In the Long Parliament which, unhappily for the nation, met Nov. 3, 16405, Waller represented Agmondesham the third time; and was considered by the discontented party as a man sufficiently trusty and acrimonious to be employed in managing the prosecution of Judge Crawley, for his opinion in favour of ship money; and his speech shews that he did not disappoint their expectations. He was probably the more ardent, as his uncle Hampden had been particularly engaged in the dispute, and by a sentence which seems generally to be thought unconstitutional particularly injured'.

Eccl. Polity, Book i. sect. 10.
2 Fenton's Waller, p. 263.
3 Life, p. 20.

* Sir Henry Vane was Secretary of
State. Clarendon accuses him of
having acted that part maliciously,
'to bring all into confusion. Hist.
of the Rebell. i. 245. It is incredi-
ble,' writes Dr. Gardiner, 'that Vane
should have acted thus without express
authority from Charles.' Hist. of
Eng. ix. 115.

5 Post, WALLER, 65. For the authority of law, for the security of property, for the peace of our streets,

for the happiness of our homes, our gratitude is due, under Him who raises and pulls down nations at His pleasure, to the Long Parliament, to the Convention, and to William of Orange.' MACAULAY, History, iii. 413.

He sat for St. Ives, Cornwall. Parl. Hist. ii. 604.

' Waller charged Crawley with 'a crime peculiar to himself and of great malignity.' 'Adding despair to our misery he tells us from the Bench that ship-money was a right so inherent in the Crown that it

He was not however a bigot to his party, nor adopted all their 25 opinions. When the great question, whether Episcopacy ought to be abolished, was debated, he spoke against the innovation so coolly, so reasonably, and so firmly that it is not without great injury to his name that his speech, which was as follows, has been hitherto omitted in his works":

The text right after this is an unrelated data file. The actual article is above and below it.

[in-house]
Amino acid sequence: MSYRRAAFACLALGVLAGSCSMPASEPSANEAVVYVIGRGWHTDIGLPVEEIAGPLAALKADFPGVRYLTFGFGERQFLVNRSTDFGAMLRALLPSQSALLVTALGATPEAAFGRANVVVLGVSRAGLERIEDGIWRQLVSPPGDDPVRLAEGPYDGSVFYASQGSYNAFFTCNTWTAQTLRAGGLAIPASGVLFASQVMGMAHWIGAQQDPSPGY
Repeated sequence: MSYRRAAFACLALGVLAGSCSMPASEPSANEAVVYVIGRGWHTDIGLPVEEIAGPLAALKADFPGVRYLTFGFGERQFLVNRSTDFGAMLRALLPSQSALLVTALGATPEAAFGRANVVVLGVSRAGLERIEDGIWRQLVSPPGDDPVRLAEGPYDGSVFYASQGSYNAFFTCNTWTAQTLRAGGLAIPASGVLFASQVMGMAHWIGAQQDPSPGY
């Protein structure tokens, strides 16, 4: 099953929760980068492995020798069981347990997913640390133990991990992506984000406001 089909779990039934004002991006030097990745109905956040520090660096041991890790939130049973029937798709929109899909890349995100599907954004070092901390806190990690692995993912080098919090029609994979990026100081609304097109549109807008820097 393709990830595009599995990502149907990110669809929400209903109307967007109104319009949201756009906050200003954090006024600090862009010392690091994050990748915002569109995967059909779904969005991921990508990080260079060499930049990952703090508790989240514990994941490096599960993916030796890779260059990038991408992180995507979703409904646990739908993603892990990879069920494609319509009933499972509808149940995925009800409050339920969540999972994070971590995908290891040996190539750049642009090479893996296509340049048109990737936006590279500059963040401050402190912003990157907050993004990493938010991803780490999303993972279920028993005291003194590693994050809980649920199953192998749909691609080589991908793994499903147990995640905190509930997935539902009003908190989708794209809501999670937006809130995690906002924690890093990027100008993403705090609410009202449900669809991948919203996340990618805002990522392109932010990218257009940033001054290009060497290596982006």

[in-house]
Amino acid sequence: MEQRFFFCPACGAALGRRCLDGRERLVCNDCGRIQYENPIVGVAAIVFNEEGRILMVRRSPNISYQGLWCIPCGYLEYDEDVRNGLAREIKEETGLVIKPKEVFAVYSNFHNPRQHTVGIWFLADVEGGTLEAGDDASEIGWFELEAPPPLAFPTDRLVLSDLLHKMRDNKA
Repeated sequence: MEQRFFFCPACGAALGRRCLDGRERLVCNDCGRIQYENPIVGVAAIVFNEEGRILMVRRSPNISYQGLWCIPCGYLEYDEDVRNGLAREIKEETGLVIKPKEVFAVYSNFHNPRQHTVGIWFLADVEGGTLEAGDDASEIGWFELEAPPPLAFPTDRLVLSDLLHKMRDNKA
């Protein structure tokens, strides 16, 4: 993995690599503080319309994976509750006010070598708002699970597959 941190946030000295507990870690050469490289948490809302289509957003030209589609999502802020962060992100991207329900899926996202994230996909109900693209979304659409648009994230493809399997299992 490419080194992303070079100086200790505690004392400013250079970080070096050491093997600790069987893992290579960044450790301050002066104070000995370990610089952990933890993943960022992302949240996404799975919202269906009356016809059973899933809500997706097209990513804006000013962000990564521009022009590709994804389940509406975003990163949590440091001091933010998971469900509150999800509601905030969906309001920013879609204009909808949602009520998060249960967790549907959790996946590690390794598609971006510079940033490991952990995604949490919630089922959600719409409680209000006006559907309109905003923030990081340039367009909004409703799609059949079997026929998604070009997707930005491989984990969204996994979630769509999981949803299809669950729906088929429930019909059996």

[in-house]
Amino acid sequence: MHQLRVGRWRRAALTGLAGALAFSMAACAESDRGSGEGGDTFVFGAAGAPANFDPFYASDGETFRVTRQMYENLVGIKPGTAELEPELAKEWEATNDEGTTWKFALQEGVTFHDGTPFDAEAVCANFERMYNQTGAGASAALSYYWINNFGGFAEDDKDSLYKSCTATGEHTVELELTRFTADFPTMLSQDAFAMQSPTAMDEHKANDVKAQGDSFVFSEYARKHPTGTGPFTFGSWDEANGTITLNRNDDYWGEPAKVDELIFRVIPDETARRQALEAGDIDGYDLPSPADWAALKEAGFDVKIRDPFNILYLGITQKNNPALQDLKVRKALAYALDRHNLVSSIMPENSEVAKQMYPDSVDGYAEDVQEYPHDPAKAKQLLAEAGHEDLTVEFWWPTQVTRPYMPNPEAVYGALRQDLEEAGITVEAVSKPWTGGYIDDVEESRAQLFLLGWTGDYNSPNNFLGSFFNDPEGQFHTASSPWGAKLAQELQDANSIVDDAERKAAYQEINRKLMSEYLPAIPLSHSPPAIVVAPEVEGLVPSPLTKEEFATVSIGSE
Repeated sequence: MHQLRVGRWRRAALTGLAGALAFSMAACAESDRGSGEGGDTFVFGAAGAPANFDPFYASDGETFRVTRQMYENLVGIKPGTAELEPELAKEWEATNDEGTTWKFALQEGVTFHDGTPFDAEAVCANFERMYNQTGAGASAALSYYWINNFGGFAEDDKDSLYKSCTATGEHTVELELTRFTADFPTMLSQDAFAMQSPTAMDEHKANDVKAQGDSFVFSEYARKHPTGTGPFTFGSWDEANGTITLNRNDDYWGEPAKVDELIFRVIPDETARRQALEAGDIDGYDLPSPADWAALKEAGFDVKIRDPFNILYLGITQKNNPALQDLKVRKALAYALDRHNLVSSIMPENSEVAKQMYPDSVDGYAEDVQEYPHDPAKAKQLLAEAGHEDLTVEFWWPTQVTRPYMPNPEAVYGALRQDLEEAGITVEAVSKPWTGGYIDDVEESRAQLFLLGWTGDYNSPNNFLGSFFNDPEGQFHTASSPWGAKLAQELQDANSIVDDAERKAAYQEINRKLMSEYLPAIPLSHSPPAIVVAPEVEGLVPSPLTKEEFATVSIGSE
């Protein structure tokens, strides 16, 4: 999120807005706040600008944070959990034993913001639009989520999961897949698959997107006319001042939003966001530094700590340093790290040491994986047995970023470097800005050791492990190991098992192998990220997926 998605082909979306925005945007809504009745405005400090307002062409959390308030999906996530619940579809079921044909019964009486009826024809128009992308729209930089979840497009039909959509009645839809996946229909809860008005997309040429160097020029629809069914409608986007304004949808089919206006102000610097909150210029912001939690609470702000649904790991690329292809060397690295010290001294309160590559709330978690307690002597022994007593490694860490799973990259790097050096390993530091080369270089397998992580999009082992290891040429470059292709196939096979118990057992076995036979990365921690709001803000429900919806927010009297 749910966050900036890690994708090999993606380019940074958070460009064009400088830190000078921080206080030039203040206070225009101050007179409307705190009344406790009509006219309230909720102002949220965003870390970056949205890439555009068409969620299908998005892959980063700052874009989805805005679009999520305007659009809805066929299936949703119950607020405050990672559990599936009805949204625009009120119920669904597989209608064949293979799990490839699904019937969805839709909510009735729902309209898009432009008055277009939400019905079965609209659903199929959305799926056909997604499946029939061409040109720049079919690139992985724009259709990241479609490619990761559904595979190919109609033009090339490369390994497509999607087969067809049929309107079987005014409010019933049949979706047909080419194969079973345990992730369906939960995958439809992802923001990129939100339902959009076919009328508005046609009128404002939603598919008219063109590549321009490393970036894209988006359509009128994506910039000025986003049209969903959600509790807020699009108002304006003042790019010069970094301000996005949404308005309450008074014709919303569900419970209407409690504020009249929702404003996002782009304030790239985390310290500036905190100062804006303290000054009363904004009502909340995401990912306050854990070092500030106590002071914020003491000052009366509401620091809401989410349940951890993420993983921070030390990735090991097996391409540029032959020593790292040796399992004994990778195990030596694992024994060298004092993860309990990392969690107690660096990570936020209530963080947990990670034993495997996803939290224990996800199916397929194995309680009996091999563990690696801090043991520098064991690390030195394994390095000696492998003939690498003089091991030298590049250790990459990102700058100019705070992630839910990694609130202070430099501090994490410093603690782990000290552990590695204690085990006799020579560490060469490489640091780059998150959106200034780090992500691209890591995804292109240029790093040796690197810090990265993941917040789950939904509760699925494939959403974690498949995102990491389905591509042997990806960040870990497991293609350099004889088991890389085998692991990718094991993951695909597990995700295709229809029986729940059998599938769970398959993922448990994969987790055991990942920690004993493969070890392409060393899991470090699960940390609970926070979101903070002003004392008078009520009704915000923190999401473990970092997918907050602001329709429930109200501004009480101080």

'There is no doubt but the sense of what this nation hath suf- 26 fered from the present Bishops hath produced these complaints, and the apprehensions men have of suffering the like in time to come make so many desire the taking away of Episcopacy; but I conceive it is possible that we may not now take a right measure of the minds of the people by their petitions, for when they subscribed them the Bishops were armed with a dangerous commission of making new canons, imposing new oaths, and the like; but now we have disarmed them of that power. These petitioners lately did look upon Episcopacy as a beast armed with horns and claws, but now that we have cut and pared them (and may, if we see cause, yet reduce it into narrower bounds) it may, perhaps, be more agreeable. Howsoever, if they be still in passion, it becomes us soberly to consider the right use and antiquity thereof, and not to comply further with a general desire than may stand with a general good.

We have already shewed that episcopacy and the evils thereof 27 are mingled like water and oil, we have also in part severed them; but I believe you will find that our laws and the present government of the church are mingled like wine and water, so inseparable that the abrogation of at least a hundred of our laws is desired in these petitions. I have often heard a noble answer of the Lords commended in this house to a proposition of like nature, but of less consequence; they gave no other reason of their refusal but this, Nolumus mutare Leges Angliæ: it was the bishops who so answered then3; and it would become the dignity

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free government which has followed in the steps of our forefathers.' GARDINER, Hist. of Eng. ix. 281.

2 This speech has been retrieved from a paper printed at that time by the writers of the Parliamentary History. JOHNSON.

Johnson had found thisHistory [The Parliamentary or Constitutional History of England,... to 1660, 24 vols. 1751-62] in the library at Streatham. Boswell's Johnson, iv. 36 n. [The speech is in vol. ix. p. 347, but its delivery is assigned to June 11, 1641.]

3 This sentence should, I think, run :-'It was the bishops who were so answered then.' Blackstone